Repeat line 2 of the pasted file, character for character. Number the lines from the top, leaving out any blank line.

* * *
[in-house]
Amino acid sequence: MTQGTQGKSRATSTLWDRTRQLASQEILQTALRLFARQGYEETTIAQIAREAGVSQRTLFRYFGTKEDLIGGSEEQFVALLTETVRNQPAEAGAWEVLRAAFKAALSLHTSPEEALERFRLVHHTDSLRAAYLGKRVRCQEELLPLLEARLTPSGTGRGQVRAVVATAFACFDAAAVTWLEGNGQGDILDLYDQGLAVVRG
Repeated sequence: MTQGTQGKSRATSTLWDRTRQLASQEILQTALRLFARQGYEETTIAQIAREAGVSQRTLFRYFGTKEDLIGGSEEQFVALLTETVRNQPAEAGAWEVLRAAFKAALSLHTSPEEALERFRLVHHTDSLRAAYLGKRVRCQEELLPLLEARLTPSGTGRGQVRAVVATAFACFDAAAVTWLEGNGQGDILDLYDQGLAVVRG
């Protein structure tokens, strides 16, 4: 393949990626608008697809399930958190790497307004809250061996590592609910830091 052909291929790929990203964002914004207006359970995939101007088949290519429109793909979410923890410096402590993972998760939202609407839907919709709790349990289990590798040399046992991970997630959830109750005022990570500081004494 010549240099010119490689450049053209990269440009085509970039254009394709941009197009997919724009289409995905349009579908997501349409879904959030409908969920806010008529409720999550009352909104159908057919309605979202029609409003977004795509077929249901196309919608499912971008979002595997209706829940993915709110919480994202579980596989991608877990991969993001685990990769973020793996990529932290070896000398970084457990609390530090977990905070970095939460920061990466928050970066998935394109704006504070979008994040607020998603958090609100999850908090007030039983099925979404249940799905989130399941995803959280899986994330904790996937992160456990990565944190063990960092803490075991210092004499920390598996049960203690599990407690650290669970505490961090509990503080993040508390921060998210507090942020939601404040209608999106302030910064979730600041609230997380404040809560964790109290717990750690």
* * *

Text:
Amino acid sequence: MTQGTQGKSRATSTLWDRTRQLASQEILQTALRLFARQGYEETTIAQIAREAGVSQRTLFRYFGTKEDLIGGSEEQFVALLTETVRNQPAEAGAWEVLRAAFKAALSLHTSPEEALERFRLVHHTDSLRAAYLGKRVRCQEELLPLLEARLTPSGTGRGQVRAVVATAFACFDAAAVTWLEGNGQGDILDLYDQGLAVVRG